How To Design For All Learners
Every learner is different. Whether they are different ages, races, or genders, and whether they have specific content accessibility needs, pre-existing knowledge about your training content, or no experience at all, each learner comes to your training with different backgrounds and expectations.
How Do You Design eLearning For All Those Unknown Variables?
Two words: inclusive design.
“Inclusion benefits everyone, it should be everyone’s concern. In this digitally transformed reality that we live and work in—where consumption does not consume and space has no limits—there is no downside to inclusion and it is possible to make room for us all.” – Jutta Treviranus, director of Inclusive Design Research Centre (IDRC)
Creating a culture of inclusivity goes far beyond offering annual diversity training and hoping it makes an impact. Inclusive design concepts need to be thoughtfully included from the ground up. HR directors, training managers, eLearning developers all need to hold diversity and inclusion top of mind when creating, developing, and delivering eLearning.
What Is Inclusive Design?
Inclusive design is not a design practice, but a philosophy of designing for one and extending to many. The goal of an inclusion mindset is to give as many people a seat at the table as possible in your design, regardless of experience level, abilities, socioeconomic status, education, ethnicities, race, gender preferences, culture, age, etc. It’s about creating the best possible experience that everyone can participate in.
The general idea is to remove as much bias (including unconscious bias) as possible. To do this, you need to include a diverse group of people and perspectives in your design process from the very beginning. A slogan popularized by the disability activism movement in the 1990s perfectly explains this idea: “Nothing about us without us!”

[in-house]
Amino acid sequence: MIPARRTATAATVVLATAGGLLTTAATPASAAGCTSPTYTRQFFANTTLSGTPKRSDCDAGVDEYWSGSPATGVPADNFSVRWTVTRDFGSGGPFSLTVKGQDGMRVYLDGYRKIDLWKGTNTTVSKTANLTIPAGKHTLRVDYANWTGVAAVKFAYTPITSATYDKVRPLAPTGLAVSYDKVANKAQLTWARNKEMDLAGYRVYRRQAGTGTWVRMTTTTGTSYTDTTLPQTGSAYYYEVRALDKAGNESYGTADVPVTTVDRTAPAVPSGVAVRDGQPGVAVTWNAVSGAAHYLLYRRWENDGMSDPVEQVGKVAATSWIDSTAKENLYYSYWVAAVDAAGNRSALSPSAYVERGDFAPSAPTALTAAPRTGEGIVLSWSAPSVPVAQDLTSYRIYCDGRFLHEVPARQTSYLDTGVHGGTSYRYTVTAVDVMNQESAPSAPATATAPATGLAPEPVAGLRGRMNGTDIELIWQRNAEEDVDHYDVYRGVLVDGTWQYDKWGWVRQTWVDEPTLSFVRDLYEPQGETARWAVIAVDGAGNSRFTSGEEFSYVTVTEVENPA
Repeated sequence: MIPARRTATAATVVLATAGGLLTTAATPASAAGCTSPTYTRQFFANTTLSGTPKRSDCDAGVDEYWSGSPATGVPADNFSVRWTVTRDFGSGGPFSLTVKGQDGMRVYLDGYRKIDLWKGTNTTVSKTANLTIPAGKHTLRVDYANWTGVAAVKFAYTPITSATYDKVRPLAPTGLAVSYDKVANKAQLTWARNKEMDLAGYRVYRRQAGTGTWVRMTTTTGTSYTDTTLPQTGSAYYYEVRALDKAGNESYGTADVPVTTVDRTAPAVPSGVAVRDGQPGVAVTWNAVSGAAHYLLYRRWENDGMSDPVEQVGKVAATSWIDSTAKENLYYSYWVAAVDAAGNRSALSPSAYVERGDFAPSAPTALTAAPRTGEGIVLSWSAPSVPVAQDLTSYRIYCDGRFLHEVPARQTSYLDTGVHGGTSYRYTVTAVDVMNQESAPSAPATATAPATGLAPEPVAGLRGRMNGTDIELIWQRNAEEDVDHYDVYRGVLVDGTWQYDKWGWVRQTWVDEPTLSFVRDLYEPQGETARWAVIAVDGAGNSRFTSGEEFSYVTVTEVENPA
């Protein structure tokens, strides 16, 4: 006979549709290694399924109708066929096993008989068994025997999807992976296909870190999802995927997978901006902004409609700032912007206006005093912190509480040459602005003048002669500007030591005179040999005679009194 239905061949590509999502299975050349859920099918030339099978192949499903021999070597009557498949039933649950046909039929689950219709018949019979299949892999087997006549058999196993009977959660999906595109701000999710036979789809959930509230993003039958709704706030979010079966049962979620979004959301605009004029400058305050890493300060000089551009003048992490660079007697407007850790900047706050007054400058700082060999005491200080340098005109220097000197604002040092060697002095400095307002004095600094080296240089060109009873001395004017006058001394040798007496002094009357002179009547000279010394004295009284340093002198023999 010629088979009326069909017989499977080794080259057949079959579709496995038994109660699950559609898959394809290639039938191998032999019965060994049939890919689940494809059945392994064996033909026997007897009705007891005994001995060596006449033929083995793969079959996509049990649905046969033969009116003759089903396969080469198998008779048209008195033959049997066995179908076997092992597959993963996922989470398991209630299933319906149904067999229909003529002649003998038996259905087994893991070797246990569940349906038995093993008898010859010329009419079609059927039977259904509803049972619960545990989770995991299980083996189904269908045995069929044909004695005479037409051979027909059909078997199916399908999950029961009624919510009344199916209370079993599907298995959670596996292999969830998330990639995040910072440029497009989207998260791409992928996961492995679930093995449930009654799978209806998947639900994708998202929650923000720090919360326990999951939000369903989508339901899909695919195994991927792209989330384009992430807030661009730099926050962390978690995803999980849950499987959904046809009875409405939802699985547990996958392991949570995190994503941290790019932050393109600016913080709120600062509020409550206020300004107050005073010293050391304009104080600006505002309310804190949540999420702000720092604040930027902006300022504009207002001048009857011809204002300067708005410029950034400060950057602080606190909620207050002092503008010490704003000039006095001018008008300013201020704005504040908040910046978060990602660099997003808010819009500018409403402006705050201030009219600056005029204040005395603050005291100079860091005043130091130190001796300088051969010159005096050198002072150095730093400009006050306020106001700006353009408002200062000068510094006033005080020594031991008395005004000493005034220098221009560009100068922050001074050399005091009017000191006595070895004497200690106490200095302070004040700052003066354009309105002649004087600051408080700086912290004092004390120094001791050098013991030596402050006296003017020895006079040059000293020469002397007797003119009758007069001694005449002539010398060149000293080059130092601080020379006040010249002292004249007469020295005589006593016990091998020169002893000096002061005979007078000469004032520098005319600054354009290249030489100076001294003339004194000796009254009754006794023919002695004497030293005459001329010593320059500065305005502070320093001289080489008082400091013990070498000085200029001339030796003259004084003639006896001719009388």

If you want to reach a diverse group of learners in your training, you need to include a diverse group in the development and beta testing.
Why Designing For Everyone Matters
Adopting an inclusive design mindset is worth the effort. Why? Bringing in the most people is good for business. You’ll reach more leads, drive more sales, and increase awareness of your brand. Having more diversity and a culture of inclusivity internally can also enhance your product development with new ideas and perspectives, leading to better offerings for a broader customer base.
“More than 60% of organizations believe diversity, equity, and inclusion (DEI) are important drivers of business results.” –Brandon Hall Group
Inclusive Design And Accessibility
Inclusive design involves more than following accessibility standards, but creating accessible content is a great starting point.
Your authoring tool should include certain features to make creating accessible content easier and more intuitive. For example, Lectora® includes a Use Web Accessibility Settings option that you can turn on at any time while developing your course. When you select this option, Lectora will automatically enable certain features in the application that will assist you with meeting Section 508 standards and the Web Content Accessibility Guidelines 2.0 Level AA.
No matter what authoring tool you’re using, ensure that you’re including image alt tags, adding closed captions, and making sure your tab order flows naturally.
Then, take a look at the reading level of your closed captions and other on-screen text.
There are services out there, like Grammarly and Readable, that will analyze your copy and score the readability of your text. These tests are based on respected readability standards like the Flesh-Kincaid Grade Level and Gunning Fog Index. These standards are used across many industries to ensure that business and technical writing is accessible to all, no matter their educational background or reading level.
Another design practice to start incorporating into your eLearning development is what universal design experts Thomas Tobin and Barbi Honeycutt call “plus-one thinking.”
For every interaction you create, offer another way for the learner to get that same information. For example:
- If you’re presenting content as a graphical process flow with click to reveal text callouts, add a short video that demonstrates the process in real time.
- If you’ve created a splash interactive eLearning course that might be eating up your learner’s bandwidth, offer a downloadable text document too.
- If you include a video with audio narration, add a transcript or closed captions.
When you create content that’s too difficult for learners to access or understand, you automatically set them up for failure. By being more inclusive from the start and offering multiple ways for learners to engage with the learning, you’ll improve learner retention and satisfaction. And that will pay off big for your organization’s productivity.